In lieu of all that messy egg dying, especially if you don't have kids, fill your Easter basket with elegantly marbled Chinese tea eggs. A recipe is in How to Fix a Leek...  Greet the morning of Resurrection with a frittata, an omelet you can bake in the oven in a pie pan and slice in wedges to serve 6 or 8 at once.

Greet any morning with a hard or soft boiled egg, a piece of seeded toast and some fruit for the perfect launch to a healthy day. Whip an egg into grated potatoes and onions to make potato pancakes for lunch (served with applesauce or sour cream). Lay a fried egg on a Spanish braise of chickpeas with garlicky greens for a meatless meal. Put yolks into rice pudding and whip the whites into meringues for dessert. Make an angel food cake. What you can do with a few eggs is joyously infinite.

Here's something I've been working on that uses eggs to advantage:

Leek Patties
 (Supposedly Bulgarian)

Makes 8, serves 4

6 lg leeks, white and light green parts only
1 tbsp fresh chives, minced
2 eggs, beaten
½-2/3 cup dried breadcrumbs
1 tsp coarse sea salt
½ tsp freshly ground black pepper
2 tbsp corn or canola oil for frying
1 lemon

Cut the leeks in half lengthwise and crosswise and rinse to clean.
Put leeks in a large saucepan, cover with water and bring to a boil.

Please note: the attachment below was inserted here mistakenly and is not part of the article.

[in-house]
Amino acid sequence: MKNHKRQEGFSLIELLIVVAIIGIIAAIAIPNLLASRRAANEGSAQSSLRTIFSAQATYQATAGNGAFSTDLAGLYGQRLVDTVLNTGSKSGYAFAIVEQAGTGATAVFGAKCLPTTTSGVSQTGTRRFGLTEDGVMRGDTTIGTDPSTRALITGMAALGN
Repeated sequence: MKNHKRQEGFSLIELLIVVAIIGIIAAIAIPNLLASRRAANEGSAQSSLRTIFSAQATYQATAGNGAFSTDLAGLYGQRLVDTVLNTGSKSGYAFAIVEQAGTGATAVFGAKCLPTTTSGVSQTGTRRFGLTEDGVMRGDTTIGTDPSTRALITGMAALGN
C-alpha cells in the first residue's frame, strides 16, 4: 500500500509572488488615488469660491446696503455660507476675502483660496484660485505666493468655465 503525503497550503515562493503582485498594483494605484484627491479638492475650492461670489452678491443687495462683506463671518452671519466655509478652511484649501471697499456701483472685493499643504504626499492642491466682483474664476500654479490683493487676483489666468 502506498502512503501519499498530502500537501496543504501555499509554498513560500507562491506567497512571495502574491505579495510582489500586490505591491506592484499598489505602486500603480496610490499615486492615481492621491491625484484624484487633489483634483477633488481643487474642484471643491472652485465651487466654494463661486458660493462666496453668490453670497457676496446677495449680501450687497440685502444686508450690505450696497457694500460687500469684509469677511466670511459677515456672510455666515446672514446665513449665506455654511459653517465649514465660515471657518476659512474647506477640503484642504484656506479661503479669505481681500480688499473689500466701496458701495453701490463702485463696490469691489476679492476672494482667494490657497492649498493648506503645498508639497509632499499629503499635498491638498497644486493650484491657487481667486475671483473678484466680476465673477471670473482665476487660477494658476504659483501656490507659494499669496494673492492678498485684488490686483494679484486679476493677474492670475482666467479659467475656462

Lower heat to simmer and cook uncovered about 25 minutes, until leeks are soft.
Drain well. Wrap leeks in a heavy towel to squeeze out as much excess water as possible.

Coarsely chop the leeks. Put in a bowl with the chives, salt and pepper. Stir in the breadcrumbs. (Enough to take up any remaining moisture in the leeks.) Blend in the eggs. 

Make 8 patties that are about ½ inch thick.

In a large nonstick skillet, heat the oil over medium heat. Arrange the patties in the pan so they don’t touch (you may have to do this in two batches) and cook until brown on the bottom side, about 2 minutes. Flip and cook another 1-2 minutes so both sides are evenly browned. Remove from the pan and drain on paper towels.

Serve with a squirt of lemon juice and a wedge of lemon.
Optionally sprinkle minced fresh flat leaf parsley on the plate.
Can be served warm or cold as an appetizer, lunch or side dish. It's as versatile as an egg itself.

Monday, March 18, 2013

Those Other Greens